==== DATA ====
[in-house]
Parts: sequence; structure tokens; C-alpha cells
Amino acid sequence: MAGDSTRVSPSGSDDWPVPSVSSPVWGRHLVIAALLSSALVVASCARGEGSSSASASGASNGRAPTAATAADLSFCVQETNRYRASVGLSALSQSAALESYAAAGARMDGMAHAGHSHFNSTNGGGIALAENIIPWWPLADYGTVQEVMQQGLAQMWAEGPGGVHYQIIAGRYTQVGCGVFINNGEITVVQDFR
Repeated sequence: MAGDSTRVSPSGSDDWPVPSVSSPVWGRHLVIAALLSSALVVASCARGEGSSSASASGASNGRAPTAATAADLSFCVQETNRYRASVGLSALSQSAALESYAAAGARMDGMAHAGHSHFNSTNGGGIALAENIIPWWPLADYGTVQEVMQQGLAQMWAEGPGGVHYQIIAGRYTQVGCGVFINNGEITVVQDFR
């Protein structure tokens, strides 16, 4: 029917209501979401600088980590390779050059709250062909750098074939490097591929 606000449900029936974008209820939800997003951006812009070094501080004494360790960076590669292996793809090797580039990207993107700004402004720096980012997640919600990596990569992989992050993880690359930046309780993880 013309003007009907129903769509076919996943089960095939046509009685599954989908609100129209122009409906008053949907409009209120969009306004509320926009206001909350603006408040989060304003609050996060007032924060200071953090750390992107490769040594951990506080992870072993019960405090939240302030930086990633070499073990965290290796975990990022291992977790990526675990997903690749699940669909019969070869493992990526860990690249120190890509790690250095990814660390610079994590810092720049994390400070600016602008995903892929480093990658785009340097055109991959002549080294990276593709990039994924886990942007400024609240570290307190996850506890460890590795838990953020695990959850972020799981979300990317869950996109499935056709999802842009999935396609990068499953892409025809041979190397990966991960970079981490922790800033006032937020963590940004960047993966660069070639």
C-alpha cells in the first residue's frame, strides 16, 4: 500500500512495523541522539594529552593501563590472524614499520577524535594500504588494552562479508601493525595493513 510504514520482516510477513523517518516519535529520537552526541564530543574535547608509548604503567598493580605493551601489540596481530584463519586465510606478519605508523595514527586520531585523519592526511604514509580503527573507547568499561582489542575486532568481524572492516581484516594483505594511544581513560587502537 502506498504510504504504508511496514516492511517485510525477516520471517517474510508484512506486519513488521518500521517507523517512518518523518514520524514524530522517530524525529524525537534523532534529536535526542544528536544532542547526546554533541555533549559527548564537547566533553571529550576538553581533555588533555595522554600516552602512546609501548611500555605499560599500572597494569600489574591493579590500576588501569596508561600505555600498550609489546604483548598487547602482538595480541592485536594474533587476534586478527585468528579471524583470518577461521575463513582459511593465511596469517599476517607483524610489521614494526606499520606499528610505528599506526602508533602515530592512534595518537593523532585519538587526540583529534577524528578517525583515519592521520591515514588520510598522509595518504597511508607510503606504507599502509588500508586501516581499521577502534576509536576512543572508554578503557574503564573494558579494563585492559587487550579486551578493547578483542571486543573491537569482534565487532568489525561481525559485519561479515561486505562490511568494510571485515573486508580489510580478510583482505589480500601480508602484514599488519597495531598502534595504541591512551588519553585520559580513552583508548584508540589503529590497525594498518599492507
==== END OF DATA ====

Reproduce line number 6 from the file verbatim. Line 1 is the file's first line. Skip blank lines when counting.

C-alpha cells in the first residue's frame, strides 16, 4: 500500500512495523541522539594529552593501563590472524614499520577524535594500504588494552562479508601493525595493513 510504514520482516510477513523517518516519535529520537552526541564530543574535547608509548604503567598493580605493551601489540596481530584463519586465510606478519605508523595514527586520531585523519592526511604514509580503527573507547568499561582489542575486532568481524572492516581484516594483505594511544581513560587502537 502506498504510504504504508511496514516492511517485510525477516520471517517474510508484512506486519513488521518500521517507523517512518518523518514520524514524530522517530524525529524525537534523532534529536535526542544528536544532542547526546554533541555533549559527548564537547566533553571529550576538553581533555588533555595522554600516552602512546609501548611500555605499560599500572597494569600489574591493579590500576588501569596508561600505555600498550609489546604483548598487547602482538595480541592485536594474533587476534586478527585468528579471524583470518577461521575463513582459511593465511596469517599476517607483524610489521614494526606499520606499528610505528599506526602508533602515530592512534595518537593523532585519538587526540583529534577524528578517525583515519592521520591515514588520510598522509595518504597511508607510503606504507599502509588500508586501516581499521577502534576509536576512543572508554578503557574503564573494558579494563585492559587487550579486551578493547578483542571486543573491537569482534565487532568489525561481525559485519561479515561486505562490511568494510571485515573486508580489510580478510583482505589480500601480508602484514599488519597495531598502534595504541591512551588519553585520559580513552583508548584508540589503529590497525594498518599492507